At the close of the evidence, the defendant moved for a directed verdict, and the trial judge granted the motion. The *476 plaintiff then moved for a new trial and excepted to the judgment overruling her motion.

1. It is asserted in the special ground of the motion for a new trial that the court erred in directing a verdict for the defendant because (a) the evidence showed that the plaintiff had duly notified the defendant of the loss and had made her claim with the agents of the defendant, (b) the defendant's demurrers had been overruled, establishing the law of the case as to the plaintiff's right of action, and (c) the evidence raised an issue of fact which should have been determined by the jury. In the brief of the plaintiff in error, the contention is made for the first time that the evidence raised a question of implied waiver of compliance with the terms of the policy as to proof of loss, and a question as to whether the defendant was estopped to defend on the ground of non-compliance with these terms, which terms were a condition precedent to recovery on the policy, and that both of said questions should have been submitted to the jury.

Assuming but not deciding, that the evidence did raise a question of waiver or estoppel in the respects contended, nevertheless, a waiver of performance of a condition precedent to recovery on a policy of insurance, or an estoppel to insist on such compliance, must be pleaded as well as proved. Fidelity &c. Co. v. Gate City Nat. Bank, 97 Ga. 634 (25 S.E. 392, 33 L.R.A. 821, 54 Am. St. R. 440); McLeod v. Travelers Ins. Co., 8 Ga. App. 765 (70 S. E. 157); Bank of Ball Ground v. National Surety Co., 23 Ga. App. 187 (97 S. E. 892); New Zealand Fire Ins. Co., v. Brewer, 29 Ga. App. 773 (8) (116 S. E. 922); Security Ins. Co. v. Jackson, 43 Ga. App. 13 (158 S. E. 457); Fidelity-Phenix Fire Ins. Co. v. Berry, 79 Ga. App. 179 (53 S. E. 2d, 126). The petition alleged that the plaintiff duly notified the defendant's agent and complied with said agent's request for an estimate of the cost of repair, and it further alleged that the plaintiff had complied with all the terms of the policy. But there was no evidence that the plaintiff had complied with the terms of the policy requiring her or the named insured to file proof of loss with the company within sixty days after the occurrence of loss as a condition precedent to the action against the company. Thus, the plaintiff failed to prove her case as *477 laid, and the trial judge did not err in directing a verdict for the defendant for any reason assigned.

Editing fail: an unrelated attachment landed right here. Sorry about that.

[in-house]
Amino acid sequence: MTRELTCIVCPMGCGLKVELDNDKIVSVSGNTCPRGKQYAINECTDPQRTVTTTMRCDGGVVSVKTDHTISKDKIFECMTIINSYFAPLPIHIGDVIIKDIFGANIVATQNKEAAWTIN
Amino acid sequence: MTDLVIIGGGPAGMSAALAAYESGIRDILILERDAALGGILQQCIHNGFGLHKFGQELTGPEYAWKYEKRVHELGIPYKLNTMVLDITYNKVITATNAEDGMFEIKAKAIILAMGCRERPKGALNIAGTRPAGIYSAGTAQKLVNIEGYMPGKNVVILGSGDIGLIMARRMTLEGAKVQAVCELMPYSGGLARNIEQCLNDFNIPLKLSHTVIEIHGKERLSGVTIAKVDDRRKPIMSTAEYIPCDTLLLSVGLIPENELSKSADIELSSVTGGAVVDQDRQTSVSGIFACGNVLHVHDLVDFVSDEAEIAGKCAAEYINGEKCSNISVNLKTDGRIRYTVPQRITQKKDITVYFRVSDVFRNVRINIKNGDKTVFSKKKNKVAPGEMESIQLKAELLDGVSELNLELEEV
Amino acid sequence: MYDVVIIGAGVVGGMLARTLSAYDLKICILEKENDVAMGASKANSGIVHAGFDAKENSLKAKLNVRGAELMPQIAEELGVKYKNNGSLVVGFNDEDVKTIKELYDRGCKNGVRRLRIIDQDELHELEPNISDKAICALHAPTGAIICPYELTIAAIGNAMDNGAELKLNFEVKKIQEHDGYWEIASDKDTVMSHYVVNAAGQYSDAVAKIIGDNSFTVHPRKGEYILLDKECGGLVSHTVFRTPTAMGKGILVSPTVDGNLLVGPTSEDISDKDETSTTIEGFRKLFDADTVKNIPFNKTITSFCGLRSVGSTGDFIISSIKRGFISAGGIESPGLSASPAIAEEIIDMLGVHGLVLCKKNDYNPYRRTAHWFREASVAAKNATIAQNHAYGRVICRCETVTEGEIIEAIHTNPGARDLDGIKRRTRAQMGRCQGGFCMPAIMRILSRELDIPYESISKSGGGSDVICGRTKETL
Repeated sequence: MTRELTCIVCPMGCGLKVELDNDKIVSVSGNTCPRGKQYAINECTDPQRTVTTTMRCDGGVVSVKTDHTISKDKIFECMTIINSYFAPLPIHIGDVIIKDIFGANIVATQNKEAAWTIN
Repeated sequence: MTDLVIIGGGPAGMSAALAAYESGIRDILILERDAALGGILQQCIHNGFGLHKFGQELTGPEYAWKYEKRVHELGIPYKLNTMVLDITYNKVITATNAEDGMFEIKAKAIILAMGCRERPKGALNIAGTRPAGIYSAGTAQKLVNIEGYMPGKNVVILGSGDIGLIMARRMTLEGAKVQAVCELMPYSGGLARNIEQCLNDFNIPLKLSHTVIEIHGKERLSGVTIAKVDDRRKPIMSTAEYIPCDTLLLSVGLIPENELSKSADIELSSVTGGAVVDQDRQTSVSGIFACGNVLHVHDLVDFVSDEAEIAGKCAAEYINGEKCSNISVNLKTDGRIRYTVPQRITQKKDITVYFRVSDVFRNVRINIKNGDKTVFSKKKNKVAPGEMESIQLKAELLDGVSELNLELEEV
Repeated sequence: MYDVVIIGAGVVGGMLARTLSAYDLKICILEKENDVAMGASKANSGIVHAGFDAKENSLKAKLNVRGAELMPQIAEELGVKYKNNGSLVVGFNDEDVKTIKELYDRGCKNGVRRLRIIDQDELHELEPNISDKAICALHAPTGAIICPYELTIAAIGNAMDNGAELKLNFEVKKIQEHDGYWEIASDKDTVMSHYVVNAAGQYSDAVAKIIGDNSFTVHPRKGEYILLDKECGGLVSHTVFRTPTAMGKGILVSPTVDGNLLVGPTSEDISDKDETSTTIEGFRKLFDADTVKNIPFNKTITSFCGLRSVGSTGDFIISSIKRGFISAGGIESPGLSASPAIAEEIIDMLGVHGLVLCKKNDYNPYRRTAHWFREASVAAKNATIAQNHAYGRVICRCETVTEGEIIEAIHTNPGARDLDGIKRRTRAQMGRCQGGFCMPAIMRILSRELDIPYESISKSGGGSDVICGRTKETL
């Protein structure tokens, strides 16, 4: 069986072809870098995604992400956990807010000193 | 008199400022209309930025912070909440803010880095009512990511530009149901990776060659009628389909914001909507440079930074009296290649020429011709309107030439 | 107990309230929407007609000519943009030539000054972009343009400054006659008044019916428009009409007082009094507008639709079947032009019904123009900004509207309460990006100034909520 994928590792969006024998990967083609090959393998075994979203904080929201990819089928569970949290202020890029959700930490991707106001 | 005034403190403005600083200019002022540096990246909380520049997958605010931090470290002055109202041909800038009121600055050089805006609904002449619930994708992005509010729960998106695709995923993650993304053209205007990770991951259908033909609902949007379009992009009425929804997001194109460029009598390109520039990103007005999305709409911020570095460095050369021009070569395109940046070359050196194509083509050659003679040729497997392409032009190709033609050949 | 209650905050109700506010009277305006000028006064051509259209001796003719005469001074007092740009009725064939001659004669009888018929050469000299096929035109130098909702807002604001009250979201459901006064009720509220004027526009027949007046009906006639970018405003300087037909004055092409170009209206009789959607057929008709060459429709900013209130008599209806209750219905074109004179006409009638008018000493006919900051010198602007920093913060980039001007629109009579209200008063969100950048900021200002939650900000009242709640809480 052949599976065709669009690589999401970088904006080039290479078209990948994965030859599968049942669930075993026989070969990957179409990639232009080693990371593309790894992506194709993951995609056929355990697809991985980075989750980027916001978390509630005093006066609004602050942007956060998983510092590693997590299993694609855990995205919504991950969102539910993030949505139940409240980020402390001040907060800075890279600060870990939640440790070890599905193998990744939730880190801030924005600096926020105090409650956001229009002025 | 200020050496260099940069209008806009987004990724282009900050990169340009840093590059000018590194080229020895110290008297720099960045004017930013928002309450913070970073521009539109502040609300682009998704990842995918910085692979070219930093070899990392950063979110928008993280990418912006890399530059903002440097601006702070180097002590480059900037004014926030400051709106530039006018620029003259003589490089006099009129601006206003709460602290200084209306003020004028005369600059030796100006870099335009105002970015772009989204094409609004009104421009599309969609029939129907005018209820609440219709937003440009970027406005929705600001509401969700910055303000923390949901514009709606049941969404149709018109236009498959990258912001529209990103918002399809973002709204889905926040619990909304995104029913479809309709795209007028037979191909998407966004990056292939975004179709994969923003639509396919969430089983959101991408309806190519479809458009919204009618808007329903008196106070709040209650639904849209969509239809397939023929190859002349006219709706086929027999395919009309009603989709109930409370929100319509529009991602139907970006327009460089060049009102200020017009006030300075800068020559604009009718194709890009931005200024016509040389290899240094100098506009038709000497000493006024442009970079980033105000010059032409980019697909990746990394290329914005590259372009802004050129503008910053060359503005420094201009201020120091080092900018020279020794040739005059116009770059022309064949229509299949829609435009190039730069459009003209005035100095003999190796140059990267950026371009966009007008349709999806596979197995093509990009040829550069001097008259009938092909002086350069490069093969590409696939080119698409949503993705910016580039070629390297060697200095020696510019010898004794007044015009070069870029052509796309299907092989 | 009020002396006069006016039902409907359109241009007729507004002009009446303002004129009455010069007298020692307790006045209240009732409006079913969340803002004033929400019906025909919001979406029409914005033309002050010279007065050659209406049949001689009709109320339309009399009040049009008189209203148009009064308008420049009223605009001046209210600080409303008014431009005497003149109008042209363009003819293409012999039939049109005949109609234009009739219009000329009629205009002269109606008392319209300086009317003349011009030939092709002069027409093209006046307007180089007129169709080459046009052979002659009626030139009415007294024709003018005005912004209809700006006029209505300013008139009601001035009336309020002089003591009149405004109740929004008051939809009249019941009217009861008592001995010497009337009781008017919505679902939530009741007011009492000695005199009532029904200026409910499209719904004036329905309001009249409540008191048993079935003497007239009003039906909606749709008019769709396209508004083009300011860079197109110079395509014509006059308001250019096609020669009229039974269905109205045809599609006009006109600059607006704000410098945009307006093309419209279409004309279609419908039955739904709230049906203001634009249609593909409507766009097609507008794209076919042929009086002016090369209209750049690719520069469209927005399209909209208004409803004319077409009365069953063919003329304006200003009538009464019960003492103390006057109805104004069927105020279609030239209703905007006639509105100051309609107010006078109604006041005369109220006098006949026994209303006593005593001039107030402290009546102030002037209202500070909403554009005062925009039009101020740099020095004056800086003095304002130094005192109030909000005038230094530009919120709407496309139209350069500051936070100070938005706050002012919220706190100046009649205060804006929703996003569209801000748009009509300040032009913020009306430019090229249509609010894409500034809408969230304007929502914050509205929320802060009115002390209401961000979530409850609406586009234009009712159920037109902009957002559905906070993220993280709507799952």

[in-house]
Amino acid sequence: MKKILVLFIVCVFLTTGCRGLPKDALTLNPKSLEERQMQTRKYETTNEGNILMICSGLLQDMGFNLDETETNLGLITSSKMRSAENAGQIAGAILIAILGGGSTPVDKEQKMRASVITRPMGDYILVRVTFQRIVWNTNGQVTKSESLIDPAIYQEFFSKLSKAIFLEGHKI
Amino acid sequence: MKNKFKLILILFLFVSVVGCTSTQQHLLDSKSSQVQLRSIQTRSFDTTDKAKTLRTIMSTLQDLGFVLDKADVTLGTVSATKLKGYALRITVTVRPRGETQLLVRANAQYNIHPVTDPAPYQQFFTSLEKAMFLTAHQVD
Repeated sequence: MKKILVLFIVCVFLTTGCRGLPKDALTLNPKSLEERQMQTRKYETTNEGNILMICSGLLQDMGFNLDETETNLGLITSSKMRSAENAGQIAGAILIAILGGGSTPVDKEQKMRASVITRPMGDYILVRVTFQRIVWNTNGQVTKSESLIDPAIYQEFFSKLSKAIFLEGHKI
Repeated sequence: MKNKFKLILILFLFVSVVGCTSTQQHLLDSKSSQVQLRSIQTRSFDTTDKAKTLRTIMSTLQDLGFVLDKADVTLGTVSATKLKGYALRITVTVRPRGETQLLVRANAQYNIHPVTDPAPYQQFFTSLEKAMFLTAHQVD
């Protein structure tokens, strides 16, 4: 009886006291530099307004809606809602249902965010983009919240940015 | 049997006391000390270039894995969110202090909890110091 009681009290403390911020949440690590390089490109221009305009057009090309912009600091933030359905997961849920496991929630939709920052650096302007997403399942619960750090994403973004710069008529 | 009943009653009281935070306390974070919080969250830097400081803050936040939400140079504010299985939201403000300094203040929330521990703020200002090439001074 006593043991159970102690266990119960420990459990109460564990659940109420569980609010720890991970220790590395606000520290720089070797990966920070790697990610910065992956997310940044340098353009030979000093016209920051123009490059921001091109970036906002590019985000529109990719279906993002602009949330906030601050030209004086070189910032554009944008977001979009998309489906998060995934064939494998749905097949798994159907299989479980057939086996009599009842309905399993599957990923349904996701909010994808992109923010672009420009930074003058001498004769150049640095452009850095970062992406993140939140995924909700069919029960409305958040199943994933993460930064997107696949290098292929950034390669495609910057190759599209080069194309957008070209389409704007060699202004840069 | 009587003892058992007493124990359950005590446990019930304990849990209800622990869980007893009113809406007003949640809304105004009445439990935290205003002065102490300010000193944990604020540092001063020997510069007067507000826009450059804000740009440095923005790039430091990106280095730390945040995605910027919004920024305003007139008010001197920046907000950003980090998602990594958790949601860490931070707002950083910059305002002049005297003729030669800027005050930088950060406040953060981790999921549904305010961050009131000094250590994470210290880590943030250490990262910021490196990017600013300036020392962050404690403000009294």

Accordingly, the court did not err in overruling the plaintiff's motion for a new trial; and this ruling makes it unnecessary to rule on the cross-bill of exceptions, assigning error on the overruling of the demurrers to the petition.

Judgment affirmed on the main bill of exceptions, cross-bill dismissed. Felton and Worrill, JJ., concur.